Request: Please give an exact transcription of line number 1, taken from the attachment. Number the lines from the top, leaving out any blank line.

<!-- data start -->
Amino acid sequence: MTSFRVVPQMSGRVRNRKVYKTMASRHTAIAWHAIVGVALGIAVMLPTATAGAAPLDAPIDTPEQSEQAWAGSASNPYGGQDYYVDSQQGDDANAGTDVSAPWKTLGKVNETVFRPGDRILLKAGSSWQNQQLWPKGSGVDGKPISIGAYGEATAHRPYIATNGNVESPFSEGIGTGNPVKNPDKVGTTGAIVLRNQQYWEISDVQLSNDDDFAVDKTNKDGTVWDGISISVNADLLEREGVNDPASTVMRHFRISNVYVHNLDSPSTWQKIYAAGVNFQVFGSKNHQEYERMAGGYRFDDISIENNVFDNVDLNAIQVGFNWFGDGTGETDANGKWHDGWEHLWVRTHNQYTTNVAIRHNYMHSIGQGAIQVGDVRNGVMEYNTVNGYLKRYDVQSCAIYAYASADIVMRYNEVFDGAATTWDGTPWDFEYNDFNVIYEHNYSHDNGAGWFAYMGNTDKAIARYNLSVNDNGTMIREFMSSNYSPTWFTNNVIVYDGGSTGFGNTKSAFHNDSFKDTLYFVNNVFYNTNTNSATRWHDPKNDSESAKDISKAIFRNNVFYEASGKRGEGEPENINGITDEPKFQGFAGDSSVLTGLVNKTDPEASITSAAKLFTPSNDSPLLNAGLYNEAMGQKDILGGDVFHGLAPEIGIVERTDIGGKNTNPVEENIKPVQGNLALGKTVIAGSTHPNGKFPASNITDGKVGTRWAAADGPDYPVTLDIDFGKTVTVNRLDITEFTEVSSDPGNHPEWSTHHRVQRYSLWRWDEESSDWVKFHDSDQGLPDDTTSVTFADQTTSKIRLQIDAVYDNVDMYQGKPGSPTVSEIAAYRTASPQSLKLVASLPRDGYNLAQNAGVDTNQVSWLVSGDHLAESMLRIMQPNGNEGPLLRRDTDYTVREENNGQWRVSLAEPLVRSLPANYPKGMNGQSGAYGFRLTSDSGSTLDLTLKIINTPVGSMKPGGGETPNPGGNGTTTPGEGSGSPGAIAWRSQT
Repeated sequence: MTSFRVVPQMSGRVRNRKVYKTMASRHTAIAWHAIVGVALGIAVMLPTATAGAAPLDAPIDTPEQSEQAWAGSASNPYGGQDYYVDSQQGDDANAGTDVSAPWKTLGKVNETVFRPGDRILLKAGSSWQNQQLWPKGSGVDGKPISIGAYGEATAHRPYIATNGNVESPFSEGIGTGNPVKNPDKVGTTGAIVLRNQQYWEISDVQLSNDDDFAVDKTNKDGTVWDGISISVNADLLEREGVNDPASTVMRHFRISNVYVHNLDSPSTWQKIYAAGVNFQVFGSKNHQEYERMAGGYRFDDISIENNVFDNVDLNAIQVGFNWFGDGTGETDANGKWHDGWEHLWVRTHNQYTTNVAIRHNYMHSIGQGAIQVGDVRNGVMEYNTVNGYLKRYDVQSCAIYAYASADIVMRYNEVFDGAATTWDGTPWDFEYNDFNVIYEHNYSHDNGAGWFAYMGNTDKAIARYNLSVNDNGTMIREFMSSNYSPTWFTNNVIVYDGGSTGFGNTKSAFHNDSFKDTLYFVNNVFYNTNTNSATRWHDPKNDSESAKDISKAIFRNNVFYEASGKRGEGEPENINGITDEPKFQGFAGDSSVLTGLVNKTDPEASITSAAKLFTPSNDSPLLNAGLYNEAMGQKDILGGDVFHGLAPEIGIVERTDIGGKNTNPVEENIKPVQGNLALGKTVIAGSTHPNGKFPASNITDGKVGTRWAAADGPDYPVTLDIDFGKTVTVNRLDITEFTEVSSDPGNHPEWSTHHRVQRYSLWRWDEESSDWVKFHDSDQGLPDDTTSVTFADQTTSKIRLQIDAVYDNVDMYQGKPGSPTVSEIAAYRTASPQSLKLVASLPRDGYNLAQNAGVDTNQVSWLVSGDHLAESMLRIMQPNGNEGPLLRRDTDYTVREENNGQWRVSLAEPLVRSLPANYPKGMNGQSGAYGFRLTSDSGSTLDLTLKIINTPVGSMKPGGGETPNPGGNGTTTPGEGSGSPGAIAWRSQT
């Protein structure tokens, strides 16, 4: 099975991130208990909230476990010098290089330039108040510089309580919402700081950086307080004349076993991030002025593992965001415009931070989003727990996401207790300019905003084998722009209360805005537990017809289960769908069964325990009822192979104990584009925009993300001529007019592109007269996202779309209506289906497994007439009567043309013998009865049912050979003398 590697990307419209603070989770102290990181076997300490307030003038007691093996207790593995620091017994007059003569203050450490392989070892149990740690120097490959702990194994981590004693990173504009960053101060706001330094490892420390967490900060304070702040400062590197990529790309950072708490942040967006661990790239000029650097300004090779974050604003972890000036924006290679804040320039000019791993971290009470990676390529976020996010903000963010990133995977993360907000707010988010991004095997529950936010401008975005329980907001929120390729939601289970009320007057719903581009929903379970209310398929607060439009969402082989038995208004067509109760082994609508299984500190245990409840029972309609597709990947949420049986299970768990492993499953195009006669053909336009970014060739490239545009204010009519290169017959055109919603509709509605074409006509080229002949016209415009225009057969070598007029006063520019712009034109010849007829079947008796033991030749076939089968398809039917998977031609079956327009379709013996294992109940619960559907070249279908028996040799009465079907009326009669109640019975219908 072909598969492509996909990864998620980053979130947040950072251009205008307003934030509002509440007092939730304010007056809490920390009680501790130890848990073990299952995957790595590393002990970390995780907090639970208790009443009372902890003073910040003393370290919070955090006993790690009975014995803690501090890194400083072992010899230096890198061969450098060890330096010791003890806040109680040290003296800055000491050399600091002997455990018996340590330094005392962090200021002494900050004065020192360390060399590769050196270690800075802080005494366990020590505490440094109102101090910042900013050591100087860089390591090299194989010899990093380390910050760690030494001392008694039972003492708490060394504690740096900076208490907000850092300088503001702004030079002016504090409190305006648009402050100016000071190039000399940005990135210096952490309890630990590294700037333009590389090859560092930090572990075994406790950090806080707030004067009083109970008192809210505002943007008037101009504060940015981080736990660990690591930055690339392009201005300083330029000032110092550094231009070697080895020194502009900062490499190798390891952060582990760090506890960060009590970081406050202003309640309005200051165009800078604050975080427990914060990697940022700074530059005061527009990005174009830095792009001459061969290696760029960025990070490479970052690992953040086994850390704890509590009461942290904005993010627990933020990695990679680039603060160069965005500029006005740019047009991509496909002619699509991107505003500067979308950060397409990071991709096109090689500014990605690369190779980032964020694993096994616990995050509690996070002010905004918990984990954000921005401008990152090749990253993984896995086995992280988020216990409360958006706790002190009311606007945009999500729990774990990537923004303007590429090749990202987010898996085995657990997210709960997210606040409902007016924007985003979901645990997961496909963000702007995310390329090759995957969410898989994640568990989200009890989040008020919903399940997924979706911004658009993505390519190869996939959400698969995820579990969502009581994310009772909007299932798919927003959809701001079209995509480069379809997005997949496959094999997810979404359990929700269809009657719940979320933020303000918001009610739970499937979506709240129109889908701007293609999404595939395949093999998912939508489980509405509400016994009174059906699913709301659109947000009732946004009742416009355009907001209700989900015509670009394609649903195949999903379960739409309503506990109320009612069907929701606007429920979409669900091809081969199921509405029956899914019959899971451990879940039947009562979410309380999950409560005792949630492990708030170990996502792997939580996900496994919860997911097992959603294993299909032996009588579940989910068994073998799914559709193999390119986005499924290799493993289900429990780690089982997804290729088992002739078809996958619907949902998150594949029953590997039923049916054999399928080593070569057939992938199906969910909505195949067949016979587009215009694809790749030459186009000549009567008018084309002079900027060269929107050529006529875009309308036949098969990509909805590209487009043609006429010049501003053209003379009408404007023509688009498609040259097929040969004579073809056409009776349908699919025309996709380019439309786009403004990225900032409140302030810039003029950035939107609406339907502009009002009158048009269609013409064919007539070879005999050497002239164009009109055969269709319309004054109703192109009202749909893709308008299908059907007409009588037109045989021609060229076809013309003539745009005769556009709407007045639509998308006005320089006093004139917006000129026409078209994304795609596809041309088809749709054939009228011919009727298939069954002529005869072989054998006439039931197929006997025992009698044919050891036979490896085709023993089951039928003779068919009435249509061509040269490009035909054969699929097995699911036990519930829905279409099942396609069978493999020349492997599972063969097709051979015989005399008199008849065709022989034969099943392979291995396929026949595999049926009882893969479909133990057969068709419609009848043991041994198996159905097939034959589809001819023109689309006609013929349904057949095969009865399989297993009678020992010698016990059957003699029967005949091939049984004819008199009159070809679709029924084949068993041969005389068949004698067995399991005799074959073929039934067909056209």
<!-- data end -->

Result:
Amino acid sequence: MTSFRVVPQMSGRVRNRKVYKTMASRHTAIAWHAIVGVALGIAVMLPTATAGAAPLDAPIDTPEQSEQAWAGSASNPYGGQDYYVDSQQGDDANAGTDVSAPWKTLGKVNETVFRPGDRILLKAGSSWQNQQLWPKGSGVDGKPISIGAYGEATAHRPYIATNGNVESPFSEGIGTGNPVKNPDKVGTTGAIVLRNQQYWEISDVQLSNDDDFAVDKTNKDGTVWDGISISVNADLLEREGVNDPASTVMRHFRISNVYVHNLDSPSTWQKIYAAGVNFQVFGSKNHQEYERMAGGYRFDDISIENNVFDNVDLNAIQVGFNWFGDGTGETDANGKWHDGWEHLWVRTHNQYTTNVAIRHNYMHSIGQGAIQVGDVRNGVMEYNTVNGYLKRYDVQSCAIYAYASADIVMRYNEVFDGAATTWDGTPWDFEYNDFNVIYEHNYSHDNGAGWFAYMGNTDKAIARYNLSVNDNGTMIREFMSSNYSPTWFTNNVIVYDGGSTGFGNTKSAFHNDSFKDTLYFVNNVFYNTNTNSATRWHDPKNDSESAKDISKAIFRNNVFYEASGKRGEGEPENINGITDEPKFQGFAGDSSVLTGLVNKTDPEASITSAAKLFTPSNDSPLLNAGLYNEAMGQKDILGGDVFHGLAPEIGIVERTDIGGKNTNPVEENIKPVQGNLALGKTVIAGSTHPNGKFPASNITDGKVGTRWAAADGPDYPVTLDIDFGKTVTVNRLDITEFTEVSSDPGNHPEWSTHHRVQRYSLWRWDEESSDWVKFHDSDQGLPDDTTSVTFADQTTSKIRLQIDAVYDNVDMYQGKPGSPTVSEIAAYRTASPQSLKLVASLPRDGYNLAQNAGVDTNQVSWLVSGDHLAESMLRIMQPNGNEGPLLRRDTDYTVREENNGQWRVSLAEPLVRSLPANYPKGMNGQSGAYGFRLTSDSGSTLDLTLKIINTPVGSMKPGGGETPNPGGNGTTTPGEGSGSPGAIAWRSQT